Grief
Alive

When Boston doom-metal mavens Grief rose from the ashes of crust/punk band Disrupt in the early ’90s, even the band didn’t think they’d last as long as they did. Unknowingly, they helped to found sludge metal/doom alongside Crowbar, 13, Eyehategod, and Buzzov*en. After five critically acclaimed albums on various labels—including a one-off on Century Media and the bulk of their catalog on the late, great SoCal label Pessimiser-Theologian—the band finally called it quits in 2001. A year later, Southern Lord compiled Turbulent Times, a career-spanning collection of odds ‘n’ sods from the archives. Meanwhile, the mates had been serving time in other sludge/groove bands around Beantown such as Noosebomb, Superpower, and Warhorse, but the planets aligned and Grief decided to reunite in 2005, headlining the second day of the New England Grind & Doom Fest at the Middle East club in Cambridge, Mass. Southern Lord stepped in and released this concert as Alive in a limited edition of 2,000 copies.

This line-up—founding vocalist/guitarist Jeff Hayward, classic-era drummer Rick Johnson, longtime bassist and album cover artist Eric Harrison, and guitarist John Heidenrich—plows through seven standards: three each from ’94’s Come to Grief and ’96’s Miserably Ever After, and one gem from ’97’s Torso. The feedback throb begins with the excellent “One of Those Days,” followed by a beautifully dismal rendition of “Earthworm.” Fan favorite “World of Hurt” emphasizes the double-timed break, virtually the only tempo change on Come to Grief. Hayward ekes out a particularly incisive take of “I Hate the Human Race,” then wails on the solo break of “Polluted.” He dedicates “Ruined” to Mark of local grinders Magrudergrind (“He’s not here, but he’s fuckin’ ruined somewhere, that’s for sure” in his thick Yankee drawl) before bludgeoning the crowd into submission with monolithic riffs and growled vignettes of misery. The band ends the set with their faithful cover of Saint Vitus’ “Angry Man,” much to the dismay of fans yelling for chestnuts like “Rhinoceros,” “Falling Apart,” and “Green Vegetable Matter.”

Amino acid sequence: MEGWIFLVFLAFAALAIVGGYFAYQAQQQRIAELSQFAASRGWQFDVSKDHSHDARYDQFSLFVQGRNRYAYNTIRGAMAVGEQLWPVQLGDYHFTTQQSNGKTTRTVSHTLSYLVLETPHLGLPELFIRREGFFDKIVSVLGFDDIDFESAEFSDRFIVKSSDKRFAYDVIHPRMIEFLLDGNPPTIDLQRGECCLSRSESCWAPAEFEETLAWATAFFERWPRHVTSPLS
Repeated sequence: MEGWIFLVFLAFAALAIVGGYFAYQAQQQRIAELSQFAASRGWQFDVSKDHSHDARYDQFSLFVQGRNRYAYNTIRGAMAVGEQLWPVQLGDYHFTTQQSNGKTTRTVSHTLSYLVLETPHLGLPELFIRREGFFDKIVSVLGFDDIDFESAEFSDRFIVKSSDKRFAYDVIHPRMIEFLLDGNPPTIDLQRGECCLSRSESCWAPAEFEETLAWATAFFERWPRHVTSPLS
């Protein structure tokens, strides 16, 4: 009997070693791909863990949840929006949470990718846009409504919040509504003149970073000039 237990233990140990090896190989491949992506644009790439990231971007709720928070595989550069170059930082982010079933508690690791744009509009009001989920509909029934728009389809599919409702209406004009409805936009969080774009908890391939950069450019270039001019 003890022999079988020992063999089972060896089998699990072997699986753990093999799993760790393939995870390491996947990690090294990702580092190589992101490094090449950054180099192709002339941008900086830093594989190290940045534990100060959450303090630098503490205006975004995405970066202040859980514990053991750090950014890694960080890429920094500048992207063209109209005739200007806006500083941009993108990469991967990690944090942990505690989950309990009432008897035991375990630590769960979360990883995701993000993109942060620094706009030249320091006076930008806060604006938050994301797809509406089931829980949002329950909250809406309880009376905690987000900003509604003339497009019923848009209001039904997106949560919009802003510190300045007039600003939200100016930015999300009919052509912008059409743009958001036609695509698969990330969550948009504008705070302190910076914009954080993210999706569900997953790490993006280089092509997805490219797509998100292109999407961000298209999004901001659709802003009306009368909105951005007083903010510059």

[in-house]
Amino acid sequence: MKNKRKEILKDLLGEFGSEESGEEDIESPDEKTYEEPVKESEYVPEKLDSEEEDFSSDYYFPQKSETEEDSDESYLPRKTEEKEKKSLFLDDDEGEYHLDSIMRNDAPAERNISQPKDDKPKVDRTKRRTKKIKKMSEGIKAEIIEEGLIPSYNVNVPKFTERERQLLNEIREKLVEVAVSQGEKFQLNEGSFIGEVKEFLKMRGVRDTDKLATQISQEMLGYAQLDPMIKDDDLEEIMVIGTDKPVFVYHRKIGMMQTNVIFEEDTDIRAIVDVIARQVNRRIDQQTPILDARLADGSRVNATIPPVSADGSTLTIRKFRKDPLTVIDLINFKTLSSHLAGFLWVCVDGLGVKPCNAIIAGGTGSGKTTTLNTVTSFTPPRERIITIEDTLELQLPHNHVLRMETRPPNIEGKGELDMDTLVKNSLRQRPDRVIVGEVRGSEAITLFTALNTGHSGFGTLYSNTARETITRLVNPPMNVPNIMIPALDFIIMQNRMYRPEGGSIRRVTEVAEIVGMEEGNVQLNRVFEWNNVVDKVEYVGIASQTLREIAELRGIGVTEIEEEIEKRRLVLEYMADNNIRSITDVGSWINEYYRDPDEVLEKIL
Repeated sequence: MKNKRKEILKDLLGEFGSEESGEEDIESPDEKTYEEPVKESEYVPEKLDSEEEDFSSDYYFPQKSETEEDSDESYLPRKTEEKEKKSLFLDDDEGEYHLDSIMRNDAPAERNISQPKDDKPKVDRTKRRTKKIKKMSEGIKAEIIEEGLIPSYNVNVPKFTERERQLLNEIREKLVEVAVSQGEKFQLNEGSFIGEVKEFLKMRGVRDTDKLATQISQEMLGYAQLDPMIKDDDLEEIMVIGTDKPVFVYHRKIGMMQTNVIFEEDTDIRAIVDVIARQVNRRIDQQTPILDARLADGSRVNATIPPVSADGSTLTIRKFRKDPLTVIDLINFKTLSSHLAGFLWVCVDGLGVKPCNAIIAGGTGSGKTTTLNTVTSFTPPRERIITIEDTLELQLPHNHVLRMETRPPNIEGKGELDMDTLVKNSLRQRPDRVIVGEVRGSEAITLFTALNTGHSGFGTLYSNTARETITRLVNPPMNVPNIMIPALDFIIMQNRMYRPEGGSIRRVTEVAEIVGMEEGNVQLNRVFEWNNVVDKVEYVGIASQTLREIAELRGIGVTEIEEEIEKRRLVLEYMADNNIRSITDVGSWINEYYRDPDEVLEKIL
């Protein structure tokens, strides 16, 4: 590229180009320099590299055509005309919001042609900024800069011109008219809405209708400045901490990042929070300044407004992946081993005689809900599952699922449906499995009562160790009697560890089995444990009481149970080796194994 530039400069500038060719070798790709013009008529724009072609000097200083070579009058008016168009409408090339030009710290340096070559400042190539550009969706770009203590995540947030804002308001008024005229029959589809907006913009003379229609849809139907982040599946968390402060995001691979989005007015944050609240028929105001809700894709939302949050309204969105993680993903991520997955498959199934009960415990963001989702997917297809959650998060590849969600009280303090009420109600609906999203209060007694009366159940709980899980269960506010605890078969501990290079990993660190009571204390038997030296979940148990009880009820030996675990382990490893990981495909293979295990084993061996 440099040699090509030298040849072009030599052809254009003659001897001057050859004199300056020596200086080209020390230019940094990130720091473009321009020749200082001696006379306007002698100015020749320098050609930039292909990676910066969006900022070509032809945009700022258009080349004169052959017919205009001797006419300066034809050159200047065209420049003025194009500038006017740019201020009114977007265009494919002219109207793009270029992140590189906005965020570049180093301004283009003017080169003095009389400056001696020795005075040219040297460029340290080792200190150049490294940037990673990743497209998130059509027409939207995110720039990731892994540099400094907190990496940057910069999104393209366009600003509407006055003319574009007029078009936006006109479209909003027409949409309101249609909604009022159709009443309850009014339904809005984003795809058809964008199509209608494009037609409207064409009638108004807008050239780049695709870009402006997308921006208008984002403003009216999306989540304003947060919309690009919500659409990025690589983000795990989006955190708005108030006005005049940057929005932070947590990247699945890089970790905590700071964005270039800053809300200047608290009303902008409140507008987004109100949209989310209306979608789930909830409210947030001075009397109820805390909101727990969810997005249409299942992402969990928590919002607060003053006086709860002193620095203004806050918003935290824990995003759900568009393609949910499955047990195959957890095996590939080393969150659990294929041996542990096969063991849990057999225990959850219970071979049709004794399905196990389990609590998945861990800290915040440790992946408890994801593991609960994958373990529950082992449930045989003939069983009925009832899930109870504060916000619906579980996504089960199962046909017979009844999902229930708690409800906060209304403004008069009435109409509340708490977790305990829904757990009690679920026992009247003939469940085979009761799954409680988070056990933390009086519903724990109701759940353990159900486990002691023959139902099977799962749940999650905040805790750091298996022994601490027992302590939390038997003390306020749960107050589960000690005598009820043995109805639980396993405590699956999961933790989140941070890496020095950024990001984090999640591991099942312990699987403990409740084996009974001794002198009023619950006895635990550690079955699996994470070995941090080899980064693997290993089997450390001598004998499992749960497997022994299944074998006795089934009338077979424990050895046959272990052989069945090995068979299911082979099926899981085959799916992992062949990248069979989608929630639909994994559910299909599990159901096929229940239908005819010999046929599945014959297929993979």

Grief went on to play select shows throughout 2005-2006, after which they once again hung up the mantle of doom and went their separate ways. For those who never saw the band in the flesh, Alive is an exceptional tour document, the only live album in their decade-plus canon, and a rock-solid memento of an outfit that inspired droves of disciples.

[Visit the band's website]
Written by Chris Ayers
June 22nd, 2007

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